All Weather Front Door

Project by shipwright posted 03-07-2013 05:16 AM 3158 views 0 times favorited 3 comments Add to Favorites Watch

I’ve been on Lumberjocks for some time now with lots of projects and blogs but haven’t dropped in here much. In response to a suggestion there about more lumberjocks supporting this site I thought I might change that. Not many of my projects there are appropriate to this forum but this is one that I thought was. I have more photos from the major overhaul we did to our home in ‘04 and I may get around to them as well if I get off my butt.

This is for you Gary

Back in ‘04 when we remodeled / built the house we now live in I did a lot of the architectural woodwork and furnishings. I had always wanted to build a front door but was worried about the effects of cold wet air on the outside and warm dry air on the inside. It seemed like a good time to give it a try. This is what I came up with and I can say it has held up extremely well for eight years now with six months of cold rain and then hot (ish) summers.

There are actually two. The front door is 42” wide by 80” high and the back is 36” by 80”. They are both 2 1/4” thick. The composition is a sandwich of solid walnut, plywood and foam. The sketchup and the photos will give you the details. The main frame around which the rest is formed is made from “boards” that I laminated up from 1” wide strips of 3/4” plywood. My reasoning being that there was no way they could warp. Then after insulating inside the frame I added 1/4” plywood skins to form sort of a torsion box. The rest is cosmetic.

Coolest part…. they are very heavy and swing closed with a very solid “Thud!”

Photos # 1,2 and 4 are the front door.
Photo #3 is the back door.
Photo #5 is the internal layup.

For the 3/8 walnut skins I re-sawed 1” boards and put the halves opposite each other on the inside and outside of the doors to carry on the illusion of a solid door.


Thanks for looking


-- -- Paul M ..............If God wanted us to have fiberglass boats he would have given us fiberglass trees. http://prmdesigns.com/

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View GaryL's profile


206 posts in 2874 days

posted 03-07-2013 02:06 PM

Thanks Paul. I recall, if my fading memory is correct, seeing this on LJ’s awhile back.
This is actual perfect timing for this post. I am pricing out some doors for an OLD factory building in Detroit that they want to fit into the existing steel frames that are in brick and poured concrete walls. The doors are all odd sizes and they can’t get manufactured steel doors to fit. Your design was the route that I was thinking of going. I would have too beef up the stiles, possibly with steel, (this is in the worst area of Detroit) then it would be just exterior plywood skins. One of the doors is for an elevator maintenance shack on the roof, three stories up then through a hatch with a steep set of steps. I was thinking the foam just to lighten it up.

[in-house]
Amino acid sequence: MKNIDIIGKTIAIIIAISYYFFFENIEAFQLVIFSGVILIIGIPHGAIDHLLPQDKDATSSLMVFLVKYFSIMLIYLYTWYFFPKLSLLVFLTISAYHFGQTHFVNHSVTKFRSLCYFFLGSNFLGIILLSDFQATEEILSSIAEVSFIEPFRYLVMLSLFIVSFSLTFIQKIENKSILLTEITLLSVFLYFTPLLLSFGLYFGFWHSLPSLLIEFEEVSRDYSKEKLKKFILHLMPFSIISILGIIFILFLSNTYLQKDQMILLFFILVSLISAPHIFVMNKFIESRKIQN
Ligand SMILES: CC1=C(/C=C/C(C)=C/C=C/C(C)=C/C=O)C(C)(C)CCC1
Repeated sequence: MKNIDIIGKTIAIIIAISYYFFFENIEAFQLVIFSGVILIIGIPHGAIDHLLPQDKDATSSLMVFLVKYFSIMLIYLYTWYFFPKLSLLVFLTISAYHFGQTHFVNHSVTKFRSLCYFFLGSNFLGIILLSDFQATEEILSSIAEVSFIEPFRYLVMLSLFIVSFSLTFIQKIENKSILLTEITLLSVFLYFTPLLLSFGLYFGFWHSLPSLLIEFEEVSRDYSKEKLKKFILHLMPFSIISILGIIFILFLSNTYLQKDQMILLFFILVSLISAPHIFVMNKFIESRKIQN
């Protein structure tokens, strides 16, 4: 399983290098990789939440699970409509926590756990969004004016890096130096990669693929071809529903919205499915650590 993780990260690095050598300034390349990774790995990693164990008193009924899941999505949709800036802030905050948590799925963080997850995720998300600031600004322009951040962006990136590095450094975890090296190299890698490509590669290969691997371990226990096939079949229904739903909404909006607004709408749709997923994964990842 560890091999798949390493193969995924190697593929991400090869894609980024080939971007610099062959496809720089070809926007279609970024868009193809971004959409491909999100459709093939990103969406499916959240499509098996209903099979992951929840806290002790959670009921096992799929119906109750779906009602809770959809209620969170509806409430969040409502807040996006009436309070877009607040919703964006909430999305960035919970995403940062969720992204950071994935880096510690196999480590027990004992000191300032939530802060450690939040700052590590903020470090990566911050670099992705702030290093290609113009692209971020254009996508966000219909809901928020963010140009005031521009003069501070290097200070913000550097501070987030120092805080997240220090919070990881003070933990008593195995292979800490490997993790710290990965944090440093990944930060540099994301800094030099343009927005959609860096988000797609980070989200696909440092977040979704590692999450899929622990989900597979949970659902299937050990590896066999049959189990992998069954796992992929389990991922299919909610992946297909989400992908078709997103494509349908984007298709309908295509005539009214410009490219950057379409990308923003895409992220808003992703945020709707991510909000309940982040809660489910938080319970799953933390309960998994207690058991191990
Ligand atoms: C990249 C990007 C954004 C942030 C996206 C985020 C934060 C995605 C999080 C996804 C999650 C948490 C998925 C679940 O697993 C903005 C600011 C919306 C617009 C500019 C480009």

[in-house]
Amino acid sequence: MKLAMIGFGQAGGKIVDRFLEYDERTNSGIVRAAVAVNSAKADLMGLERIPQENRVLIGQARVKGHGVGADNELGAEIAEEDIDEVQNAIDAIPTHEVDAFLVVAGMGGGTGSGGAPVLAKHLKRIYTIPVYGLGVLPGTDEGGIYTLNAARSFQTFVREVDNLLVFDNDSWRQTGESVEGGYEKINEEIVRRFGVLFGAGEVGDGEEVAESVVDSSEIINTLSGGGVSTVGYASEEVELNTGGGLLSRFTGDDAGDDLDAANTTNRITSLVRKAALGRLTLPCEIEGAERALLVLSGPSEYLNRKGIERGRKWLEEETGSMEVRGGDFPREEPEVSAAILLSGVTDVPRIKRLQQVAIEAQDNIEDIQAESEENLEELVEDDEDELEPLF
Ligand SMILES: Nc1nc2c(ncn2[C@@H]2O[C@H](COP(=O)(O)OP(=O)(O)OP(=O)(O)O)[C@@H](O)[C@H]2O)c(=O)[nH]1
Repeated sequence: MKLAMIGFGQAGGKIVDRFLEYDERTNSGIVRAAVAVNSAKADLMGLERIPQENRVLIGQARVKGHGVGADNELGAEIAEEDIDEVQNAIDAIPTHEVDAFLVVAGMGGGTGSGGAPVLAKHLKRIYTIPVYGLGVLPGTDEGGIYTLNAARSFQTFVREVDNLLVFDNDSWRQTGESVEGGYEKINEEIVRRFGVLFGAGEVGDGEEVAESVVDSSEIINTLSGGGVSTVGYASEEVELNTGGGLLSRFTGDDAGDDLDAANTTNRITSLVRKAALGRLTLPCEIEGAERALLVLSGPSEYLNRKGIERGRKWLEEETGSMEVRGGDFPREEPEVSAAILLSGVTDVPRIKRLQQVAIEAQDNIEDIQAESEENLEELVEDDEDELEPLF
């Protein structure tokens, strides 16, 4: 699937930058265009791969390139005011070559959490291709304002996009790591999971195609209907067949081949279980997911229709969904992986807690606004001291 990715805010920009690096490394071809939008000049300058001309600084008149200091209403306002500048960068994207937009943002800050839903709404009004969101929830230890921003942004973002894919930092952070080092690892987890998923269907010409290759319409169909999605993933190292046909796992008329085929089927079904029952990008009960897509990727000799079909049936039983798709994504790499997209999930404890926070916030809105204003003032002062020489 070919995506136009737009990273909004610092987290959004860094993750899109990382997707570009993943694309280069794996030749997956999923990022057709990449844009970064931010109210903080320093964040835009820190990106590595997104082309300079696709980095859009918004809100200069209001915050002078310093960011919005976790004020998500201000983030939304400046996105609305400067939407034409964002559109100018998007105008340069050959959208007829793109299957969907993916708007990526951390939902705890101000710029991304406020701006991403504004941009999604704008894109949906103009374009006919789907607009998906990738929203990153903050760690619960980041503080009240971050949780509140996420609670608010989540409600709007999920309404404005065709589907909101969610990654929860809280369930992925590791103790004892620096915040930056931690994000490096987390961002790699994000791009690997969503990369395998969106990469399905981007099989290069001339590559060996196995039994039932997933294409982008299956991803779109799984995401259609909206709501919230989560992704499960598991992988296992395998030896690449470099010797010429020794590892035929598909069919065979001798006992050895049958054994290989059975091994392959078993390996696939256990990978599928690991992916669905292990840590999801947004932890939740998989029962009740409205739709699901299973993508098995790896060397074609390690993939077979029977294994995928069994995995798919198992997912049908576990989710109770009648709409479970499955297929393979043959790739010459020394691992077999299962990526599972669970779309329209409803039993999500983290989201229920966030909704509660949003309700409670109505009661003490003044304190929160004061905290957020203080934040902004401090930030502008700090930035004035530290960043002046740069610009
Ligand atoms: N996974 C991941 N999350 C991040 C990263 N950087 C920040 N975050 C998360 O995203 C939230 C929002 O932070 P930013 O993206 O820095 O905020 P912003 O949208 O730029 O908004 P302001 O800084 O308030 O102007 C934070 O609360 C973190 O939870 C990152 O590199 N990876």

The worst part of this pending job is….they said they would have one of their security guards watch my work trailer and truck while I was installing. If they didn’t, they told me, my trailer would probably be empty and stripped…...yikes. And this is inside 8’ fencing with consertina/razor wire.

Anyway, your door looks fantastic with the walnut overlay. Also glad to see it holding up so well. How often do you freshen up the clearcoat?

-- The difference between a pro and an amateur, an amateur points out his mistakes

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2 posts in 2053 days

posted 03-07-2013 03:20 PM

Yes, it is a re-post. I have only re-coated it once about two years ago.
Sounds like a rough neighborhood you’re looking at there. Hope you get the work and don’t lose your truck.

-- -- Paul M ..............If God wanted us to have fiberglass boats he would have given us fiberglass trees. http://prmdesigns.com/

View MarkTheFiddler's profile


447 posts in 2310 days

posted 03-22-2013 01:34 AM

Paul – This is the beauty I saw on LumberJocks. I’m going to attempt something like this for my front door.. Of Course, I don’t have a beautiful arch like you do but your design will still look awesome!

-- Working on my home for 2 years and counting.

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